The Still are a cast of international musicians who congregate in Berlin and create hypnotic, perfectly-tensioned instrumental music that has earned them a cool cult following on the underground gig scene there. Experimental drummer/percussionist Steve Heather and fellow Australian Chris Abrahams (The Necks) on piano, Canadian Derek Shirley on double bass, the wonderfully-named German guitarist Rico Repotente, and Thomas Meadowcraft on organ/revox are the core members, with an occasional expanded version with horns. The mood is set for minimalist, unhurried grooves and soundscapes.
Their album is available on limited vinyl LP with complimentary audio CD here.
It’s seriously good for your health, to find yourself in this spellbound state once in a while. People pay good money to get this kind of head on you know. And whilst we could sit here all day pondering what The Still is and what The Still isn’t, all that should be left to say is surelycontained in the band’s own press release, reproduced here for your wonderment:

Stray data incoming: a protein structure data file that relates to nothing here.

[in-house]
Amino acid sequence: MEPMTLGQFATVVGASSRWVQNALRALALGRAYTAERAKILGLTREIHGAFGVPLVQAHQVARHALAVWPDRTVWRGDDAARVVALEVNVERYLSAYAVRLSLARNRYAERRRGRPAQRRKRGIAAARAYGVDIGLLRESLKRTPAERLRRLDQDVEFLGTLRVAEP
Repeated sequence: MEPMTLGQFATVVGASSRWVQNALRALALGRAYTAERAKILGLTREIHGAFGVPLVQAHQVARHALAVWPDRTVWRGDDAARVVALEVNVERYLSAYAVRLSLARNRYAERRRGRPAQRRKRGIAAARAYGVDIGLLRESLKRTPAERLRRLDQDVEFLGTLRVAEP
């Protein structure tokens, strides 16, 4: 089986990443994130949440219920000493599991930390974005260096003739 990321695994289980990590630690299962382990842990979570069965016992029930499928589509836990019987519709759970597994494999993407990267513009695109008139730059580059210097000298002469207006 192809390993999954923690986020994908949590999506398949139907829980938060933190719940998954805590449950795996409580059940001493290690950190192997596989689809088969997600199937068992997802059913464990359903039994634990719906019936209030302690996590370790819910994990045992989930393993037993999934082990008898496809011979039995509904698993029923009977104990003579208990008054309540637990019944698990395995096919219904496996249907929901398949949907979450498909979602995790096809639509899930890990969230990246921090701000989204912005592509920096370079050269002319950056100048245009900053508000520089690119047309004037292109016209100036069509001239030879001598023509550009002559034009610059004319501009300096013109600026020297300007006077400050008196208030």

“What do Neil Young, Malcolm Young and Lester Young have in common? They were all huge fans of and heavily influenced by The Still. Originally formed in 1964 in the deserts of Zuni Pueblo, New Mexico, The Still’s revolutionary minimalist style of reducing music to it’s purest until left with raw, palpable emotion brought them adoration far beyond cult status among the band’s fans and peers and led to pianist Glenn Gould’s famous and often repeated quoted: “The Still is the essence of music.”
In the last four decades the band was the inspiration of other musical milestones such as Whitesnakes “In The Still Of The Night”, the Scorpions’ “Still Loving You” as well as John Cage’s “4’33”.
It is believed that the release of The Still’s first album led to a substantial growth in world population. After a year-long spiritual retreat during which the band concentrated on the traditional native American art of Zuni Pueblo pottery, the original line-up are back to provide the unique musical experience that is The Still.”